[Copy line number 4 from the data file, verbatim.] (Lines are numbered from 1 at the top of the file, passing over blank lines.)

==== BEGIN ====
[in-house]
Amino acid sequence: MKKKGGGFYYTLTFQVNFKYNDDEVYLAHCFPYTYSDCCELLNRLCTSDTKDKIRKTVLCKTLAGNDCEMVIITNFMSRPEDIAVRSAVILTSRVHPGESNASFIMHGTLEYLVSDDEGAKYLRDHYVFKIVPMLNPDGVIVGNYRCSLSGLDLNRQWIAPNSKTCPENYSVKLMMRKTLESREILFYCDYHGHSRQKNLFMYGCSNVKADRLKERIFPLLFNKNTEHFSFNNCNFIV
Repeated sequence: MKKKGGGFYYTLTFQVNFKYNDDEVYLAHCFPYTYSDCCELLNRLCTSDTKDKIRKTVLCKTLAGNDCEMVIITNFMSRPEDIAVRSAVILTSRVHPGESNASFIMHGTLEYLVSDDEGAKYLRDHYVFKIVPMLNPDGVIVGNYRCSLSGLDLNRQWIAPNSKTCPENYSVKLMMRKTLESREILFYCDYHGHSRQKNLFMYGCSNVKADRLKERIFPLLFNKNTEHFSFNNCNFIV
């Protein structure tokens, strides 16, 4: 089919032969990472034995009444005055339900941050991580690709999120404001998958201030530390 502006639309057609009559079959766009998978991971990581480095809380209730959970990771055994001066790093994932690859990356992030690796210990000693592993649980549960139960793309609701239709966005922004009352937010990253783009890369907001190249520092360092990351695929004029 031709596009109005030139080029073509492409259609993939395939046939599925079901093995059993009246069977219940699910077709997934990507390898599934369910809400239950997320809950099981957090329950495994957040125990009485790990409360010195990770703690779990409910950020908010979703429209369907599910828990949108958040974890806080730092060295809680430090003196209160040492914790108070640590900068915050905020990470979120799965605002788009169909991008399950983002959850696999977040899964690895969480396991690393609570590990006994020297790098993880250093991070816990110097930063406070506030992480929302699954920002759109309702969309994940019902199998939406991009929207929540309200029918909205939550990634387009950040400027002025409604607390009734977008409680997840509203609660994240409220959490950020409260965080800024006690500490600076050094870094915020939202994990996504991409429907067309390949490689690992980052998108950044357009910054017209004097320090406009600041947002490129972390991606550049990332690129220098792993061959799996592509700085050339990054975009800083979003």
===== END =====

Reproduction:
């Protein structure tokens, strides 16, 4: 089919032969990472034995009444005055339900941050991580690709999120404001998958201030530390 502006639309057609009559079959766009998978991971990581480095809380209730959970990771055994001066790093994932690859990356992030690796210990000693592993649980549960139960793309609701239709966005922004009352937010990253783009890369907001190249520092360092990351695929004029 031709596009109005030139080029073509492409259609993939395939046939599925079901093995059993009246069977219940699910077709997934990507390898599934369910809400239950997320809950099981957090329950495994957040125990009485790990409360010195990770703690779990409910950020908010979703429209369907599910828990949108958040974890806080730092060295809680430090003196209160040492914790108070640590900068915050905020990470979120799965605002788009169909991008399950983002959850696999977040899964690895969480396991690393609570590990006994020297790098993880250093991070816990110097930063406070506030992480929302699954920002759109309702969309994940019902199998939406991009929207929540309200029918909205939550990634387009950040400027002025409604607390009734977008409680997840509203609660994240409220959490950020409260965080800024006690500490600076050094870094915020939202994990996504991409429907067309390949490689690992980052998108950044357009910054017209004097320090406009600041947002490129972390991606550049990332690129220098792993061959799996592509700085050339990054975009800083979003």